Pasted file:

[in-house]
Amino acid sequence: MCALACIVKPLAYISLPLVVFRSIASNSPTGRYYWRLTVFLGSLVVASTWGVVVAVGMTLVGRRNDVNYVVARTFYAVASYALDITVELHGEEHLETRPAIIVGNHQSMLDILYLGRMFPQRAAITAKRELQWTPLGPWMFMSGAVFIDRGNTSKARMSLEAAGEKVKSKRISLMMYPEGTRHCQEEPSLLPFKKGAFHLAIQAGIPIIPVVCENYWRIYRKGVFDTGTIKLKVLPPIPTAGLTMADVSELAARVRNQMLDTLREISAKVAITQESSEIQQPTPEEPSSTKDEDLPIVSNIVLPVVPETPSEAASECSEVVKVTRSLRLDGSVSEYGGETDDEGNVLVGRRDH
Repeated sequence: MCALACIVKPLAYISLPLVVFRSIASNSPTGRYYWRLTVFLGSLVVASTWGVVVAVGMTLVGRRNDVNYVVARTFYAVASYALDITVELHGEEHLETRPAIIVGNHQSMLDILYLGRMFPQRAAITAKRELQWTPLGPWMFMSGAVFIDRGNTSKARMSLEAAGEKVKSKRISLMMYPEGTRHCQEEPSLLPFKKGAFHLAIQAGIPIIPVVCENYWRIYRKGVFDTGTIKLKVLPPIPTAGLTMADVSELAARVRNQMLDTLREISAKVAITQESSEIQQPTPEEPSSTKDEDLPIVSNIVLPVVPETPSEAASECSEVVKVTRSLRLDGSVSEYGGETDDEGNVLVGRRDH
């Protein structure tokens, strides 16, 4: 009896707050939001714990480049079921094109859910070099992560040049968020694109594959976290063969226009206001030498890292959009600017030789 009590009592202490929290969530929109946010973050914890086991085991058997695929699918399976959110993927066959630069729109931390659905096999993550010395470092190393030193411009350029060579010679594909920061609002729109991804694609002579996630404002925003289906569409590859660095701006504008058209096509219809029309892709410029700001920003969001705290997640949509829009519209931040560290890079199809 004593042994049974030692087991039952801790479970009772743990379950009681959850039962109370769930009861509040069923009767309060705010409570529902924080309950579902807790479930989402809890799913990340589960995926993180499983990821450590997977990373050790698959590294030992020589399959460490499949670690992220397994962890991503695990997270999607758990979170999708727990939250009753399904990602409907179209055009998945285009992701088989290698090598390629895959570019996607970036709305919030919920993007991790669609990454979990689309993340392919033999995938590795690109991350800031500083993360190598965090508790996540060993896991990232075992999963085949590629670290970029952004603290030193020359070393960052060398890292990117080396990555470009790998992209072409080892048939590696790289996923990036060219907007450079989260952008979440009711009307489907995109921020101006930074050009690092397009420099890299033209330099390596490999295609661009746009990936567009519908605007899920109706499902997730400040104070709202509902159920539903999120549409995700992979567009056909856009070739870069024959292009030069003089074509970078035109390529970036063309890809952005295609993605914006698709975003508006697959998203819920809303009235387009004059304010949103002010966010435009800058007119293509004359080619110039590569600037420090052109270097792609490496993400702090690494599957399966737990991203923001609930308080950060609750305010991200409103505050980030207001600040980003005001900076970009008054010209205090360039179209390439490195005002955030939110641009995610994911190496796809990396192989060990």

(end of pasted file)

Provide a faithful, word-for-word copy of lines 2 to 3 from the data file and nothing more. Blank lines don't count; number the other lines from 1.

Amino acid sequence: MCALACIVKPLAYISLPLVVFRSIASNSPTGRYYWRLTVFLGSLVVASTWGVVVAVGMTLVGRRNDVNYVVARTFYAVASYALDITVELHGEEHLETRPAIIVGNHQSMLDILYLGRMFPQRAAITAKRELQWTPLGPWMFMSGAVFIDRGNTSKARMSLEAAGEKVKSKRISLMMYPEGTRHCQEEPSLLPFKKGAFHLAIQAGIPIIPVVCENYWRIYRKGVFDTGTIKLKVLPPIPTAGLTMADVSELAARVRNQMLDTLREISAKVAITQESSEIQQPTPEEPSSTKDEDLPIVSNIVLPVVPETPSEAASECSEVVKVTRSLRLDGSVSEYGGETDDEGNVLVGRRDH
Repeated sequence: MCALACIVKPLAYISLPLVVFRSIASNSPTGRYYWRLTVFLGSLVVASTWGVVVAVGMTLVGRRNDVNYVVARTFYAVASYALDITVELHGEEHLETRPAIIVGNHQSMLDILYLGRMFPQRAAITAKRELQWTPLGPWMFMSGAVFIDRGNTSKARMSLEAAGEKVKSKRISLMMYPEGTRHCQEEPSLLPFKKGAFHLAIQAGIPIIPVVCENYWRIYRKGVFDTGTIKLKVLPPIPTAGLTMADVSELAARVRNQMLDTLREISAKVAITQESSEIQQPTPEEPSSTKDEDLPIVSNIVLPVVPETPSEAASECSEVVKVTRSLRLDGSVSEYGGETDDEGNVLVGRRDH